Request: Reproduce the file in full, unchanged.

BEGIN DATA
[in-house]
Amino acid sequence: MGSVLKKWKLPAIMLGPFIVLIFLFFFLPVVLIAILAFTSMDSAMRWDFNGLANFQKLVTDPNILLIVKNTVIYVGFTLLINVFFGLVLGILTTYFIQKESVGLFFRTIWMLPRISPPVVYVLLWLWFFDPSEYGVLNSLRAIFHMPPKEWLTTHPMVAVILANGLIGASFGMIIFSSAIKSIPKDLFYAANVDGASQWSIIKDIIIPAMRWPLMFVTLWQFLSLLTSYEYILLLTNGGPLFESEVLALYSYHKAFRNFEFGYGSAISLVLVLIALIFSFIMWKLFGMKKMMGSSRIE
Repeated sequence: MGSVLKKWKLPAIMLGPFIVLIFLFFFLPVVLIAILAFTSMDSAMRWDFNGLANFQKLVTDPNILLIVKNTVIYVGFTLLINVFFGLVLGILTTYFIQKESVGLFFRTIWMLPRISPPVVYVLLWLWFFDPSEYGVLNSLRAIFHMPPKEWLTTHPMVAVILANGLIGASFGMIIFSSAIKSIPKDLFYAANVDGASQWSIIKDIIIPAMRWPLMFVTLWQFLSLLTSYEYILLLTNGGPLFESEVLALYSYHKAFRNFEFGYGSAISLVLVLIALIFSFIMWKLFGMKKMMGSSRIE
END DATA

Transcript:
[in-house]
Amino acid sequence: MGSVLKKWKLPAIMLGPFIVLIFLFFFLPVVLIAILAFTSMDSAMRWDFNGLANFQKLVTDPNILLIVKNTVIYVGFTLLINVFFGLVLGILTTYFIQKESVGLFFRTIWMLPRISPPVVYVLLWLWFFDPSEYGVLNSLRAIFHMPPKEWLTTHPMVAVILANGLIGASFGMIIFSSAIKSIPKDLFYAANVDGASQWSIIKDIIIPAMRWPLMFVTLWQFLSLLTSYEYILLLTNGGPLFESEVLALYSYHKAFRNFEFGYGSAISLVLVLIALIFSFIMWKLFGMKKMMGSSRIE
Repeated sequence: MGSVLKKWKLPAIMLGPFIVLIFLFFFLPVVLIAILAFTSMDSAMRWDFNGLANFQKLVTDPNILLIVKNTVIYVGFTLLINVFFGLVLGILTTYFIQKESVGLFFRTIWMLPRISPPVVYVLLWLWFFDPSEYGVLNSLRAIFHMPPKEWLTTHPMVAVILANGLIGASFGMIIFSSAIKSIPKDLFYAANVDGASQWSIIKDIIIPAMRWPLMFVTLWQFLSLLTSYEYILLLTNGGPLFESEVLALYSYHKAFRNFEFGYGSAISLVLVLIALIFSFIMWKLFGMKKMMGSSRIE